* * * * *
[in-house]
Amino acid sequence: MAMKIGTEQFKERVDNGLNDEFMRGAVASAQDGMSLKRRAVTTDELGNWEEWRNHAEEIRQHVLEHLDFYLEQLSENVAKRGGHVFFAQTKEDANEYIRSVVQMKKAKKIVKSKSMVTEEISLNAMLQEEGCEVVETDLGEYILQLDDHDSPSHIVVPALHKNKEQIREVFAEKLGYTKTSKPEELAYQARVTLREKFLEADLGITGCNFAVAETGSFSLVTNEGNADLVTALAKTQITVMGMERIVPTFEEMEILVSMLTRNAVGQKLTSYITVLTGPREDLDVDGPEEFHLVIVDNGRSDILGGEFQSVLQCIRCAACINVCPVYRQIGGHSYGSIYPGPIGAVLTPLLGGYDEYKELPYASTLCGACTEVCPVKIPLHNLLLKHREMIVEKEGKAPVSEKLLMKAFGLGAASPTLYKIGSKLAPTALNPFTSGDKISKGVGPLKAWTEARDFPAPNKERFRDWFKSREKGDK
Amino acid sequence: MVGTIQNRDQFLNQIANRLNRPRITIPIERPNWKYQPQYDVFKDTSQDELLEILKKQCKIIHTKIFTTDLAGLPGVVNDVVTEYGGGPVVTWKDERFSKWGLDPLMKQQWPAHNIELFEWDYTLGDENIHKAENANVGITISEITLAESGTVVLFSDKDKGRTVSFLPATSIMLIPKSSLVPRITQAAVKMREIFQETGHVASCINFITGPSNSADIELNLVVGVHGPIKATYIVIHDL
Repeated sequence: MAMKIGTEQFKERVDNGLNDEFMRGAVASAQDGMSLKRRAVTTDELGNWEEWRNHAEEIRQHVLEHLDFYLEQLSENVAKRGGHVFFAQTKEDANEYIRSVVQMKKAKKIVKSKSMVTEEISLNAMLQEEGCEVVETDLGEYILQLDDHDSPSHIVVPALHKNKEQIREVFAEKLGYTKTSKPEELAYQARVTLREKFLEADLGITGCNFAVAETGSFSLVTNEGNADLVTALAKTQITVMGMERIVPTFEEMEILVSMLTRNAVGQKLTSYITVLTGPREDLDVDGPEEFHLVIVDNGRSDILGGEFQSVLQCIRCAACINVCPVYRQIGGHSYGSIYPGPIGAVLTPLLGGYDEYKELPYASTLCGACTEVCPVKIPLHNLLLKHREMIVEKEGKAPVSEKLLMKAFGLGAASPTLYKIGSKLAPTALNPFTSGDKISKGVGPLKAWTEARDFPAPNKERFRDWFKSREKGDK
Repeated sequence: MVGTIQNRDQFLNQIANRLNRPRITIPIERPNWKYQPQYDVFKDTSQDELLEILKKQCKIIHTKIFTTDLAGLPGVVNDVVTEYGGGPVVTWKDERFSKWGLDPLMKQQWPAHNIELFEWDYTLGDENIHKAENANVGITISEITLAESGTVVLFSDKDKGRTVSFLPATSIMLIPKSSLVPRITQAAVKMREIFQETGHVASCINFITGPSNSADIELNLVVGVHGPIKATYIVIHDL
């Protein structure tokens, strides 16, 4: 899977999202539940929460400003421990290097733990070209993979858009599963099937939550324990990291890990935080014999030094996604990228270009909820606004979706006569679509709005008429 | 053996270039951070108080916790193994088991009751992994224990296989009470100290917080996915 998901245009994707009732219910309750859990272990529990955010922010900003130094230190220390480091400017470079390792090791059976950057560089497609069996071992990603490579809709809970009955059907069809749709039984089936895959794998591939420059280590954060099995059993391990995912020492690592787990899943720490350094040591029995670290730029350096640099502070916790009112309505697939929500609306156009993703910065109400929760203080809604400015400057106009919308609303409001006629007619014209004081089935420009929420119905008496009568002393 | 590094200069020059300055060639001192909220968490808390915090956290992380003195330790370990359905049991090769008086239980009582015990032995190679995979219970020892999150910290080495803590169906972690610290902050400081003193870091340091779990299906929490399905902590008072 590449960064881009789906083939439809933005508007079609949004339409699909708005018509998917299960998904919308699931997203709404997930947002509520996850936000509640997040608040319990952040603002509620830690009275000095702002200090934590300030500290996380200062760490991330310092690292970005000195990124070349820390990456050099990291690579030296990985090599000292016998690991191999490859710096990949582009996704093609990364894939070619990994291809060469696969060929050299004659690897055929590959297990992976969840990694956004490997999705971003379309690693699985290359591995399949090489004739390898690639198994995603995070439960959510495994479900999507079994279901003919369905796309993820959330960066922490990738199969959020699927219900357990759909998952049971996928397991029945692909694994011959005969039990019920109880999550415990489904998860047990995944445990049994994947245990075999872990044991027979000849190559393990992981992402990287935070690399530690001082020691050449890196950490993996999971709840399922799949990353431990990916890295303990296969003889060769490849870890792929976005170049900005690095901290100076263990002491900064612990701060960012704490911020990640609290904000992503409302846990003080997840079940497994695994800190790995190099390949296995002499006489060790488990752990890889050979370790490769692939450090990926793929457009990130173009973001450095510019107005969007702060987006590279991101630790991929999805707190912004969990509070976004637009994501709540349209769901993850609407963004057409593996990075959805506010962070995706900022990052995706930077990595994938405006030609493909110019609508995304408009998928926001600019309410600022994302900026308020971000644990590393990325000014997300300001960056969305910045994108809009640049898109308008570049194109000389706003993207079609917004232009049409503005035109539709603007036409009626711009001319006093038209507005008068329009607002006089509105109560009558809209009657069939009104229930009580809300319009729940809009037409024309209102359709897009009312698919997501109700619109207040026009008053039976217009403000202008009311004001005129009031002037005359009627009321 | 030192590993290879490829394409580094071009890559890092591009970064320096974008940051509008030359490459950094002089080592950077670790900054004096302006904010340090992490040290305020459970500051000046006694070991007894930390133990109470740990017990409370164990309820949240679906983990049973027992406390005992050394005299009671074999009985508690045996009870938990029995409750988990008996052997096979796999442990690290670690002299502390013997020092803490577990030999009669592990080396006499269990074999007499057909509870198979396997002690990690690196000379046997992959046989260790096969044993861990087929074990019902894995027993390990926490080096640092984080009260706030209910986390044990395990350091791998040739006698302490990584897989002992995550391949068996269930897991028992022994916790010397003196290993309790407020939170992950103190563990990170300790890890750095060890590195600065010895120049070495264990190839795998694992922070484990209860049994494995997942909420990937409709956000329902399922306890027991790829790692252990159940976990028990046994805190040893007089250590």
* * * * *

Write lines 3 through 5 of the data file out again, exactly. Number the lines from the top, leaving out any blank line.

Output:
Amino acid sequence: MVGTIQNRDQFLNQIANRLNRPRITIPIERPNWKYQPQYDVFKDTSQDELLEILKKQCKIIHTKIFTTDLAGLPGVVNDVVTEYGGGPVVTWKDERFSKWGLDPLMKQQWPAHNIELFEWDYTLGDENIHKAENANVGITISEITLAESGTVVLFSDKDKGRTVSFLPATSIMLIPKSSLVPRITQAAVKMREIFQETGHVASCINFITGPSNSADIELNLVVGVHGPIKATYIVIHDL
Repeated sequence: MAMKIGTEQFKERVDNGLNDEFMRGAVASAQDGMSLKRRAVTTDELGNWEEWRNHAEEIRQHVLEHLDFYLEQLSENVAKRGGHVFFAQTKEDANEYIRSVVQMKKAKKIVKSKSMVTEEISLNAMLQEEGCEVVETDLGEYILQLDDHDSPSHIVVPALHKNKEQIREVFAEKLGYTKTSKPEELAYQARVTLREKFLEADLGITGCNFAVAETGSFSLVTNEGNADLVTALAKTQITVMGMERIVPTFEEMEILVSMLTRNAVGQKLTSYITVLTGPREDLDVDGPEEFHLVIVDNGRSDILGGEFQSVLQCIRCAACINVCPVYRQIGGHSYGSIYPGPIGAVLTPLLGGYDEYKELPYASTLCGACTEVCPVKIPLHNLLLKHREMIVEKEGKAPVSEKLLMKAFGLGAASPTLYKIGSKLAPTALNPFTSGDKISKGVGPLKAWTEARDFPAPNKERFRDWFKSREKGDK
Repeated sequence: MVGTIQNRDQFLNQIANRLNRPRITIPIERPNWKYQPQYDVFKDTSQDELLEILKKQCKIIHTKIFTTDLAGLPGVVNDVVTEYGGGPVVTWKDERFSKWGLDPLMKQQWPAHNIELFEWDYTLGDENIHKAENANVGITISEITLAESGTVVLFSDKDKGRTVSFLPATSIMLIPKSSLVPRITQAAVKMREIFQETGHVASCINFITGPSNSADIELNLVVGVHGPIKATYIVIHDL